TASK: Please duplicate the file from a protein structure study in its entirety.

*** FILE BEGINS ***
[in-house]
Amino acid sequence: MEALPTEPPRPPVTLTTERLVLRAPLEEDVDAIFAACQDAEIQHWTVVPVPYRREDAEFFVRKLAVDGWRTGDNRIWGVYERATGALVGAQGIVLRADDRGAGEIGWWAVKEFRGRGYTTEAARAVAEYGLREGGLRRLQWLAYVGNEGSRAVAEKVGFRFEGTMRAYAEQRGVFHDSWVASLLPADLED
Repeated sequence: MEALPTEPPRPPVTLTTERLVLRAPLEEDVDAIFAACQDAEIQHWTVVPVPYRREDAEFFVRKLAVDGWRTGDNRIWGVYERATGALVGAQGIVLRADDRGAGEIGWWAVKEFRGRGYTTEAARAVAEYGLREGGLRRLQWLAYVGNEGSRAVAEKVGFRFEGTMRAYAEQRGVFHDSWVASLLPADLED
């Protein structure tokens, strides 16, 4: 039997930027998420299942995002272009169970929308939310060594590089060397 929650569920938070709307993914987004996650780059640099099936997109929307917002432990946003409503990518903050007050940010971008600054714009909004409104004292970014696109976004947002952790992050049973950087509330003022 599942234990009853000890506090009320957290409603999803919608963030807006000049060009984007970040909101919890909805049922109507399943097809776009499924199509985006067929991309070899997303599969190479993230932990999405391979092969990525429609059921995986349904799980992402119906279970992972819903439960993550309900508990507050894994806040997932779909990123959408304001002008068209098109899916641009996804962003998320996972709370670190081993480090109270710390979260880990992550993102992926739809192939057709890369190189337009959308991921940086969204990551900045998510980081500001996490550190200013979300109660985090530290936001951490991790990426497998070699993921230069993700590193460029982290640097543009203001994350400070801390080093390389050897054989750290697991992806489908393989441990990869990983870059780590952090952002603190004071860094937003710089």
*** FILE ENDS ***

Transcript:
[in-house]
Amino acid sequence: MEALPTEPPRPPVTLTTERLVLRAPLEEDVDAIFAACQDAEIQHWTVVPVPYRREDAEFFVRKLAVDGWRTGDNRIWGVYERATGALVGAQGIVLRADDRGAGEIGWWAVKEFRGRGYTTEAARAVAEYGLREGGLRRLQWLAYVGNEGSRAVAEKVGFRFEGTMRAYAEQRGVFHDSWVASLLPADLED
Repeated sequence: MEALPTEPPRPPVTLTTERLVLRAPLEEDVDAIFAACQDAEIQHWTVVPVPYRREDAEFFVRKLAVDGWRTGDNRIWGVYERATGALVGAQGIVLRADDRGAGEIGWWAVKEFRGRGYTTEAARAVAEYGLREGGLRRLQWLAYVGNEGSRAVAEKVGFRFEGTMRAYAEQRGVFHDSWVASLLPADLED
């Protein structure tokens, strides 16, 4: 039997930027998420299942995002272009169970929308939310060594590089060397 929650569920938070709307993914987004996650780059640099099936997109929307917002432990946003409503990518903050007050940010971008600054714009909004409104004292970014696109976004947002952790992050049973950087509330003022 599942234990009853000890506090009320957290409603999803919608963030807006000049060009984007970040909101919890909805049922109507399943097809776009499924199509985006067929991309070899997303599969190479993230932990999405391979092969990525429609059921995986349904799980992402119906279970992972819903439960993550309900508990507050894994806040997932779909990123959408304001002008068209098109899916641009996804962003998320996972709370670190081993480090109270710390979260880990992550993102992926739809192939057709890369190189337009959308991921940086969204990551900045998510980081500001996490550190200013979300109660985090530290936001951490991790990426497998070699993921230069993700590193460029982290640097543009203001994350400070801390080093390389050897054989750290697991992806489908393989441990990869990983870059780590952090952002603190004071860094937003710089």